Cape Town Mayor Patricia de Lille will on Wednesday hear her fate in her application to have the Democratic Alliance’s (DA’s) decision to cancel her membership set aside.
The Western Cape High Court will deliver judgment in De Lille’s case at 09:30, after both parties argued their cases over two days earlier this month.
The embattled mayor took the DA to court after the party’s leaders “determined” that she breached one of its constitutional clauses during a radio interview in April where she said she would “walk away” upon clearing her name of the various allegations levelled against her.
De Lille had asked a full bench to rule on whether the cancellation of her membership for those comments, and therefore her removal from the Cape Town city council as mayor, was unconstitutional and procedurally flawed.
Her counsel, Dali Mpofu, SC, argued before the courts earlier this month that her removal was in bad faith, and was ultimately not about her membership, but her continuing to be mayor.
Her comments on radio were in any case “conditional”, and many other party members had made similar comments in the past, he contended.
The DA’s counsel, Sean Rosenberg, SC, countered by saying De Lille was very aware of the party’s various clauses, and set in motion the termination of her membership herself by “publicly declaring an intention to resign”.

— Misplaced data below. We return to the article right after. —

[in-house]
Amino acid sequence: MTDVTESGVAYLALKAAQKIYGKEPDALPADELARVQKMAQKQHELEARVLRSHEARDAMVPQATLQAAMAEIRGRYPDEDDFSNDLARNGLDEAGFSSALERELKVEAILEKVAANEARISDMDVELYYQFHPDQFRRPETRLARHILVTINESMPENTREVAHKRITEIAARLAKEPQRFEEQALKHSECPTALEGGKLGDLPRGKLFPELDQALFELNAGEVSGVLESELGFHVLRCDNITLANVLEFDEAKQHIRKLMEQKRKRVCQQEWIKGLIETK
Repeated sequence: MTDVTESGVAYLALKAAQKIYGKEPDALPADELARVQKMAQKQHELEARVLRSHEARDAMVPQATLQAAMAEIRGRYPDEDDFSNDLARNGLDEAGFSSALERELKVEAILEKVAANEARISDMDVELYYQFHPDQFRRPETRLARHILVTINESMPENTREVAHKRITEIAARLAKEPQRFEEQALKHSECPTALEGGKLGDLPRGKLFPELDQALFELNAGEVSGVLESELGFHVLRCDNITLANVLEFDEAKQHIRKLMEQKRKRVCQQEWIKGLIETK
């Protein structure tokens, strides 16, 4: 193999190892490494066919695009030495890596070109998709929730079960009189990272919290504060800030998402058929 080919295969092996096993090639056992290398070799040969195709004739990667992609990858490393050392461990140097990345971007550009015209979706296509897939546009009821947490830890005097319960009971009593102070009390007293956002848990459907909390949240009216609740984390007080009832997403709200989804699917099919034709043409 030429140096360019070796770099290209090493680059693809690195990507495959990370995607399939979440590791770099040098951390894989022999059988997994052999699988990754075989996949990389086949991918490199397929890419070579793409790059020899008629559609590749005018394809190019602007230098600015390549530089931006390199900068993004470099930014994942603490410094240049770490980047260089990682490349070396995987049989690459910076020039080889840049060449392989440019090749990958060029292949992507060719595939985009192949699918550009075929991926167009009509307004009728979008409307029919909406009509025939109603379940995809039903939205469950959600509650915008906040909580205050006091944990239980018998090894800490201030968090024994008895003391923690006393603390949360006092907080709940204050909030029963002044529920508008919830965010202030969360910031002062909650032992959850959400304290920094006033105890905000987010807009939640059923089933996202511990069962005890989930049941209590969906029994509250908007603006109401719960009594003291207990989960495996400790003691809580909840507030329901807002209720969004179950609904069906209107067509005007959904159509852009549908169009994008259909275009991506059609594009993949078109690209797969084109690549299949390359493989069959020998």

The so-called “cessation clause” was in the party’s constitution to protect it from “disloyal” members, and it was within the court’s ambit to decide whether De Lille’s words represented an express intention to quit, he contended.
De Lille told News24 on Tuesday that she was feeling “positive” ahead of the court ruling. She had great respect for the independence of the judiciary, and was quietly confident that her legal team had put forward a strong argument in her favour.
She was also still prepared to take her case to the country’s higher courts if necessary, she repeated. She would also be returning to court on Thursday for a different aspect of her case: her ongoing review of an internal party report into her conduct.
DA deputy federal council chairperson Natasha Mazzone told News24 on Tuesday that the party would wait for the court judgment before commenting, as it did not think it proper to pre-empt the judges’ decision.
Mazzone assured Capetonians that service delivery remained a top priority and that the City remained committed to creating and encouraging a flourishing environment in the metro.
De Lille returned to her position temporarily on May 15 after the court granted her interim relief pending the full review of the DA’s decision. The court’s ruling will determine whether she will return permanently or not.
The breakdown in De Lille’s relationship with the DA has stretched over a long and arduous 18 months. — News24